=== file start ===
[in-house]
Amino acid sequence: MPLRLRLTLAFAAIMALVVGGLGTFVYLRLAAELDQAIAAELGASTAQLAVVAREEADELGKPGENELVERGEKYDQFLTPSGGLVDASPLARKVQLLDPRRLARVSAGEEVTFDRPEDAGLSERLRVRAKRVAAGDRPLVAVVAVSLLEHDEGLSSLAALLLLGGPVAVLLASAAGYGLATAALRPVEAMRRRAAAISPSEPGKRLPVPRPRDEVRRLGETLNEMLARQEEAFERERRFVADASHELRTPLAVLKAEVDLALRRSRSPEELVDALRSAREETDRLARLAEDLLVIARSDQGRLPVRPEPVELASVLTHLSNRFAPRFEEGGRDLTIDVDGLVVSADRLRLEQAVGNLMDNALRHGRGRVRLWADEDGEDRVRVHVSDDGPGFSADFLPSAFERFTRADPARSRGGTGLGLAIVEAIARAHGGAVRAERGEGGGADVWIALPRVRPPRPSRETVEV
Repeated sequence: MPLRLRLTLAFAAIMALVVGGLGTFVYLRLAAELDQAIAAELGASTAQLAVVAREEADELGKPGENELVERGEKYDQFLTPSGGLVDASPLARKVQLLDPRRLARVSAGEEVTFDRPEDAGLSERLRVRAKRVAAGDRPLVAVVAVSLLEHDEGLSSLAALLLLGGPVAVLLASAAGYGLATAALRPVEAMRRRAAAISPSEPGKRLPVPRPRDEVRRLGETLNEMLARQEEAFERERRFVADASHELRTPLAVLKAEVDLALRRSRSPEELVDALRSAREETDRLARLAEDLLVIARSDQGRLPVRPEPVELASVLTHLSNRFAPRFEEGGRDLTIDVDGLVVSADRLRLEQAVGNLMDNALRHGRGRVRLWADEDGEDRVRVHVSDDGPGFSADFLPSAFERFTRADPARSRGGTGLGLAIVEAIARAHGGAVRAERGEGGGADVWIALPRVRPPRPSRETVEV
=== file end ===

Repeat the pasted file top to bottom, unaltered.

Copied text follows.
[in-house]
Amino acid sequence: MPLRLRLTLAFAAIMALVVGGLGTFVYLRLAAELDQAIAAELGASTAQLAVVAREEADELGKPGENELVERGEKYDQFLTPSGGLVDASPLARKVQLLDPRRLARVSAGEEVTFDRPEDAGLSERLRVRAKRVAAGDRPLVAVVAVSLLEHDEGLSSLAALLLLGGPVAVLLASAAGYGLATAALRPVEAMRRRAAAISPSEPGKRLPVPRPRDEVRRLGETLNEMLARQEEAFERERRFVADASHELRTPLAVLKAEVDLALRRSRSPEELVDALRSAREETDRLARLAEDLLVIARSDQGRLPVRPEPVELASVLTHLSNRFAPRFEEGGRDLTIDVDGLVVSADRLRLEQAVGNLMDNALRHGRGRVRLWADEDGEDRVRVHVSDDGPGFSADFLPSAFERFTRADPARSRGGTGLGLAIVEAIARAHGGAVRAERGEGGGADVWIALPRVRPPRPSRETVEV
Repeated sequence: MPLRLRLTLAFAAIMALVVGGLGTFVYLRLAAELDQAIAAELGASTAQLAVVAREEADELGKPGENELVERGEKYDQFLTPSGGLVDASPLARKVQLLDPRRLARVSAGEEVTFDRPEDAGLSERLRVRAKRVAAGDRPLVAVVAVSLLEHDEGLSSLAALLLLGGPVAVLLASAAGYGLATAALRPVEAMRRRAAAISPSEPGKRLPVPRPRDEVRRLGETLNEMLARQEEAFERERRFVADASHELRTPLAVLKAEVDLALRRSRSPEELVDALRSAREETDRLARLAEDLLVIARSDQGRLPVRPEPVELASVLTHLSNRFAPRFEEGGRDLTIDVDGLVVSADRLRLEQAVGNLMDNALRHGRGRVRLWADEDGEDRVRVHVSDDGPGFSADFLPSAFERFTRADPARSRGGTGLGLAIVEAIARAHGGAVRAERGEGGGADVWIALPRVRPPRPSRETVEV